After completing this chapter, you should understand:
• The field of forensic accounting.
• The relationship of forensic accounting and fraud investigations.
• The definition of fraud.
• Different types of fraud.
• The components of the fraud triangle.
• The utilization of ACL as a data-mining tool.
• The utilization of i2 Analyst Notebook in fraud investigations.
• An overview of a fraud examination and business investigation.
• The use of computer technology in fraud examinations/investigations.
Perhaps a client requests your help to determine whether evidence exists of vendor kickbacks to certain employees in the purchasing department. Possibly a company’s legal counsel has hired you to determine whether an officer of the company has any hidden assets as a result of an embezzlement scheme. Maybe you need to conduct background checks (due diligence checks) on potential strategic partners of a proposed joint venture. Sound like interesting assignments? These are a few examples of the value-added forensic accounting services offered by accounting firms to their clients.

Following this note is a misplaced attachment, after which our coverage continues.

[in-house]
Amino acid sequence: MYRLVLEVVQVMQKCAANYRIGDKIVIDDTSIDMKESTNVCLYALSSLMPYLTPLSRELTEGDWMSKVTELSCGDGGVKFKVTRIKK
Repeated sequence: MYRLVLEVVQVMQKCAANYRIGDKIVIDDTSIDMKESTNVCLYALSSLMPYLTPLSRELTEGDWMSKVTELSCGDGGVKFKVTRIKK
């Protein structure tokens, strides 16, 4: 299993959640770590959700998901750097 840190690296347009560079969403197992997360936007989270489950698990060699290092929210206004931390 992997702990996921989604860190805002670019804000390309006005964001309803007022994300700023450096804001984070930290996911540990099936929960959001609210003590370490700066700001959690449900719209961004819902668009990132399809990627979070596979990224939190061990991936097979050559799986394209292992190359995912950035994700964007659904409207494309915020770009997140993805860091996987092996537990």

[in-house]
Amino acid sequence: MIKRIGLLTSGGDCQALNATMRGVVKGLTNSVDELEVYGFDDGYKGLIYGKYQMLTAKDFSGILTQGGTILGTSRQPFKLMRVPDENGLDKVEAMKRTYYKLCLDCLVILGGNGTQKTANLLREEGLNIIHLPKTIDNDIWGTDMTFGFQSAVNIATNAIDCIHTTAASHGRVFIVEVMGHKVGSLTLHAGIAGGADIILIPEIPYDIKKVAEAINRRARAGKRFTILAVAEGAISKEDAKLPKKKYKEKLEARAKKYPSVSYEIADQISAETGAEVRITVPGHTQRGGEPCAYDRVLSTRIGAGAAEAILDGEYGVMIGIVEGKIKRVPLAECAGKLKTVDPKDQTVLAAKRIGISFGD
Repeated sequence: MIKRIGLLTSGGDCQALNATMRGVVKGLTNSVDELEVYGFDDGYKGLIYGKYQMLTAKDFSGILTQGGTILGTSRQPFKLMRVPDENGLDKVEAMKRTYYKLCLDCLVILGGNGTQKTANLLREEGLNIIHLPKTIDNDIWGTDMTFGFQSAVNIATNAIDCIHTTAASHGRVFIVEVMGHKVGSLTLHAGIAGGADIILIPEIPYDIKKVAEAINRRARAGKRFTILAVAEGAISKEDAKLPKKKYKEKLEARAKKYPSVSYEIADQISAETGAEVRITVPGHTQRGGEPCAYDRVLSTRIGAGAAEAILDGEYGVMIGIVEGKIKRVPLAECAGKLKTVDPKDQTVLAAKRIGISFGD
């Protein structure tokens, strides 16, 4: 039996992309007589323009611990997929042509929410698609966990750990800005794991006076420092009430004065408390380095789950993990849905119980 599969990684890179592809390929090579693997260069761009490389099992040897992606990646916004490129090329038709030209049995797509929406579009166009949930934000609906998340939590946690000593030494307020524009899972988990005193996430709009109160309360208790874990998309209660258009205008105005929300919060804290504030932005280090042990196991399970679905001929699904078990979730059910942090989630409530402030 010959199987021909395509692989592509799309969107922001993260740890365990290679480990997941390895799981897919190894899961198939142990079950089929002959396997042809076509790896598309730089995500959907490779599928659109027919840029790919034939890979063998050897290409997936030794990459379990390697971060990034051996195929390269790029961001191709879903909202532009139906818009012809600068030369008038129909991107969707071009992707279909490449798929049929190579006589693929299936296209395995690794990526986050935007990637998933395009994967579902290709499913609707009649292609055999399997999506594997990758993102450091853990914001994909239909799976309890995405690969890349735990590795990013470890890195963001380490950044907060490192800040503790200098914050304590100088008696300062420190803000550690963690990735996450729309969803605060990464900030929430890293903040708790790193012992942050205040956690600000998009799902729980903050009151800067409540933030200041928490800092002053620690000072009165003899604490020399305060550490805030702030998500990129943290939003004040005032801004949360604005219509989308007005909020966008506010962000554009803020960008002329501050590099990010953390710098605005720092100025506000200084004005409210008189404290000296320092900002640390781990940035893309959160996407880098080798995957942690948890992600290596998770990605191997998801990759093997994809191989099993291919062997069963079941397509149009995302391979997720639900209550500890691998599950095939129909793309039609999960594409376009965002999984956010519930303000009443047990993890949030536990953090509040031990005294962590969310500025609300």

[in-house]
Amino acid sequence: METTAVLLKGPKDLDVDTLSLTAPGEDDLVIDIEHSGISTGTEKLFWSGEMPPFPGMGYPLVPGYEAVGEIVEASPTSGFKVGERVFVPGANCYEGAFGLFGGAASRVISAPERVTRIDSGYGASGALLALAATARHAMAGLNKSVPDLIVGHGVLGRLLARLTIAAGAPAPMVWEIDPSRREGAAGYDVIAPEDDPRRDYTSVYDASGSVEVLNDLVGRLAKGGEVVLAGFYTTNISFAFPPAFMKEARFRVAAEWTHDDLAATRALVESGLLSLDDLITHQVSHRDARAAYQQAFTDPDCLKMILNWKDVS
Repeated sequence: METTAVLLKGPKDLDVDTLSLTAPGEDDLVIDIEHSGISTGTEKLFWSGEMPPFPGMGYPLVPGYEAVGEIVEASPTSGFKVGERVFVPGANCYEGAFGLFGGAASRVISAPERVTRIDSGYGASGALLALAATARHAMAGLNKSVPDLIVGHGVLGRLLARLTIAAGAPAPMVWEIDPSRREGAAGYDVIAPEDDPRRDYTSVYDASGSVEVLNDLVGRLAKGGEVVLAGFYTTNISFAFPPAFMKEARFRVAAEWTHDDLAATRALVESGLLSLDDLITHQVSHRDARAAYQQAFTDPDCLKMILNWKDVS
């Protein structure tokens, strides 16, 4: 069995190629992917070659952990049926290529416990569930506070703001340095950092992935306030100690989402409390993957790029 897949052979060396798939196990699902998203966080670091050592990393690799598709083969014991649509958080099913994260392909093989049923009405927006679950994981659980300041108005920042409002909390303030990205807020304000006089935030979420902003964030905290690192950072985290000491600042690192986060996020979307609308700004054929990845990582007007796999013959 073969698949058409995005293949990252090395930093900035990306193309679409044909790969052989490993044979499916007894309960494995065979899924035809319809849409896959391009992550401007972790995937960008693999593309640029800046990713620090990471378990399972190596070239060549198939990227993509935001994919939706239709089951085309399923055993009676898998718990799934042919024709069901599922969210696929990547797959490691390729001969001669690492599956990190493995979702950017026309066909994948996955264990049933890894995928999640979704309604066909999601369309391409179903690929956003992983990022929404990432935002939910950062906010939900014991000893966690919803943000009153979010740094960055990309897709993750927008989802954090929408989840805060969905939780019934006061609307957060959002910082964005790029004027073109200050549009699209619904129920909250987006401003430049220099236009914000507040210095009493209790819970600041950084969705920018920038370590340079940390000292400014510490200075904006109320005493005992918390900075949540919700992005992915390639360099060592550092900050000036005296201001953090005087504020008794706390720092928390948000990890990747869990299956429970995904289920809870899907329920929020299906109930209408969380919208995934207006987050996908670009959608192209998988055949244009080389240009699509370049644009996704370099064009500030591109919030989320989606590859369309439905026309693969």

The term forensic accounting is often defined as “the application of accounting principles, theories, and procedures to various facts or hypotheses at issue in some type of legal dispute.” Five elements of forensic accounting are:
1. The applicability to the courts of law,
2. The ...